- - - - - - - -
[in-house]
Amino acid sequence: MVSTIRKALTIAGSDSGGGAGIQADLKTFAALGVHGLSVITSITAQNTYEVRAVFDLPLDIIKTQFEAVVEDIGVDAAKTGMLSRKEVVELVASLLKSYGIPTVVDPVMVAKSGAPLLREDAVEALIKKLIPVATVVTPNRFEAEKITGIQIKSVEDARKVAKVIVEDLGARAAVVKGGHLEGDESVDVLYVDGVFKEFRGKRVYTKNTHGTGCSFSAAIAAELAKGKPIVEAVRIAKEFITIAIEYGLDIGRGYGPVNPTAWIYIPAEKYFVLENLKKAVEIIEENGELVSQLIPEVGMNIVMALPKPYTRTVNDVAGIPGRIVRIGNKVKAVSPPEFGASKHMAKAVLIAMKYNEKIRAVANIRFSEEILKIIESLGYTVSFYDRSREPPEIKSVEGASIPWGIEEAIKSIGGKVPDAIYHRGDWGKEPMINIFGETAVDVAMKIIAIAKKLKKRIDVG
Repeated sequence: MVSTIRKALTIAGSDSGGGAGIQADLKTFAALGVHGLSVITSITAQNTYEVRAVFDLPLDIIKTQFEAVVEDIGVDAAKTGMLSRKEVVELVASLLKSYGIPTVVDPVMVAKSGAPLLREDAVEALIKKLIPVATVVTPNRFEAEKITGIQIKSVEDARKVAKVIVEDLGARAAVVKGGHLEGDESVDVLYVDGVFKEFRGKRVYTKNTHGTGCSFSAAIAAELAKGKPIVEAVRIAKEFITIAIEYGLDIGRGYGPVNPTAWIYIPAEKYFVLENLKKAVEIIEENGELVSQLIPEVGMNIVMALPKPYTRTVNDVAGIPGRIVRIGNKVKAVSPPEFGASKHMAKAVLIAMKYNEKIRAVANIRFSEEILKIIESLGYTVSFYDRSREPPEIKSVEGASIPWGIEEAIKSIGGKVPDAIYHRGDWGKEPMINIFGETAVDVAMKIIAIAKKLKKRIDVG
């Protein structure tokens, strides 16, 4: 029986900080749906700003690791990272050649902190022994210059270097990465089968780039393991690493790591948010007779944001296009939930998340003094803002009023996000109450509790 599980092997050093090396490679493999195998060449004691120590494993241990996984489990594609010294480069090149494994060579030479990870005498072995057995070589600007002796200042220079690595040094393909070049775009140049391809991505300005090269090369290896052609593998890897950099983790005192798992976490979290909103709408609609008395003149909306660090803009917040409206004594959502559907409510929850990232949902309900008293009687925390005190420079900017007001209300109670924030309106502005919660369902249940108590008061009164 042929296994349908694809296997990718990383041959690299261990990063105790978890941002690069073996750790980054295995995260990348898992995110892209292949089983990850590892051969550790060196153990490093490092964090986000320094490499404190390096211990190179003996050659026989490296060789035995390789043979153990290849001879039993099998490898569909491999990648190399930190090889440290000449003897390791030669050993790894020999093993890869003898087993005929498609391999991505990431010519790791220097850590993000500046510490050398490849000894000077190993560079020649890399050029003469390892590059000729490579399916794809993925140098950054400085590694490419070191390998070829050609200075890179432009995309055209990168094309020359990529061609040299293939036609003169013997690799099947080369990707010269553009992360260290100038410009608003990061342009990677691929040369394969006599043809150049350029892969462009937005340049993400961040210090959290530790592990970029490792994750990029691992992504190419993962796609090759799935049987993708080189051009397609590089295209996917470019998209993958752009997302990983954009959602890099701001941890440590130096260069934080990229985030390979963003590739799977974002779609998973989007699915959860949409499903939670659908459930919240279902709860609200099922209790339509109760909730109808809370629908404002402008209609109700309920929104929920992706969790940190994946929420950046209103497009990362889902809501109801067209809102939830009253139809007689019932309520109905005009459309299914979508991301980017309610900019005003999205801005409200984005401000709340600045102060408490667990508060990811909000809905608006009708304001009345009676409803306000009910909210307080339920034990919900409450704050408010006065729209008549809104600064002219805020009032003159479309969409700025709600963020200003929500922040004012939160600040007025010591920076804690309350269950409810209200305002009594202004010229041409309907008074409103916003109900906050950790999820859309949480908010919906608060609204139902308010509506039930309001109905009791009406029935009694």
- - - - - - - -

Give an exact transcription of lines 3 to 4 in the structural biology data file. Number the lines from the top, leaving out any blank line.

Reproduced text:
Repeated sequence: MVSTIRKALTIAGSDSGGGAGIQADLKTFAALGVHGLSVITSITAQNTYEVRAVFDLPLDIIKTQFEAVVEDIGVDAAKTGMLSRKEVVELVASLLKSYGIPTVVDPVMVAKSGAPLLREDAVEALIKKLIPVATVVTPNRFEAEKITGIQIKSVEDARKVAKVIVEDLGARAAVVKGGHLEGDESVDVLYVDGVFKEFRGKRVYTKNTHGTGCSFSAAIAAELAKGKPIVEAVRIAKEFITIAIEYGLDIGRGYGPVNPTAWIYIPAEKYFVLENLKKAVEIIEENGELVSQLIPEVGMNIVMALPKPYTRTVNDVAGIPGRIVRIGNKVKAVSPPEFGASKHMAKAVLIAMKYNEKIRAVANIRFSEEILKIIESLGYTVSFYDRSREPPEIKSVEGASIPWGIEEAIKSIGGKVPDAIYHRGDWGKEPMINIFGETAVDVAMKIIAIAKKLKKRIDVG
């Protein structure tokens, strides 16, 4: 029986900080749906700003690791990272050649902190022994210059270097990465089968780039393991690493790591948010007779944001296009939930998340003094803002009023996000109450509790 599980092997050093090396490679493999195998060449004691120590494993241990996984489990594609010294480069090149494994060579030479990870005498072995057995070589600007002796200042220079690595040094393909070049775009140049391809991505300005090269090369290896052609593998890897950099983790005192798992976490979290909103709408609609008395003149909306660090803009917040409206004594959502559907409510929850990232949902309900008293009687925390005190420079900017007001209300109670924030309106502005919660369902249940108590008061009164 042929296994349908694809296997990718990383041959690299261990990063105790978890941002690069073996750790980054295995995260990348898992995110892209292949089983990850590892051969550790060196153990490093490092964090986000320094490499404190390096211990190179003996050659026989490296060789035995390789043979153990290849001879039993099998490898569909491999990648190399930190090889440290000449003897390791030669050993790894020999093993890869003898087993005929498609391999991505990431010519790791220097850590993000500046510490050398490849000894000077190993560079020649890399050029003469390892590059000729490579399916794809993925140098950054400085590694490419070191390998070829050609200075890179432009995309055209990168094309020359990529061609040299293939036609003169013997690799099947080369990707010269553009992360260290100038410009608003990061342009990677691929040369394969006599043809150049350029892969462009937005340049993400961040210090959290530790592990970029490792994750990029691992992504190419993962796609090759799935049987993708080189051009397609590089295209996917470019998209993958752009997302990983954009959602890099701001941890440590130096260069934080990229985030390979963003590739799977974002779609998973989007699915959860949409499903939670659908459930919240279902709860609200099922209790339509109760909730109808809370629908404002402008209609109700309920929104929920992706969790940190994946929420950046209103497009990362889902809501109801067209809102939830009253139809007689019932309520109905005009459309299914979508991301980017309610900019005003999205801005409200984005401000709340600045102060408490667990508060990811909000809905608006009708304001009345009676409803306000009910909210307080339920034990919900409450704050408010006065729209008549809104600064002219805020009032003159479309969409700025709600963020200003929500922040004012939160600040007025010591920076804690309350269950409810209200305002009594202004010229041409309907008074409103916003109900906050950790999820859309949480908010919906608060609204139902308010509506039930309001109905009791009406029935009694």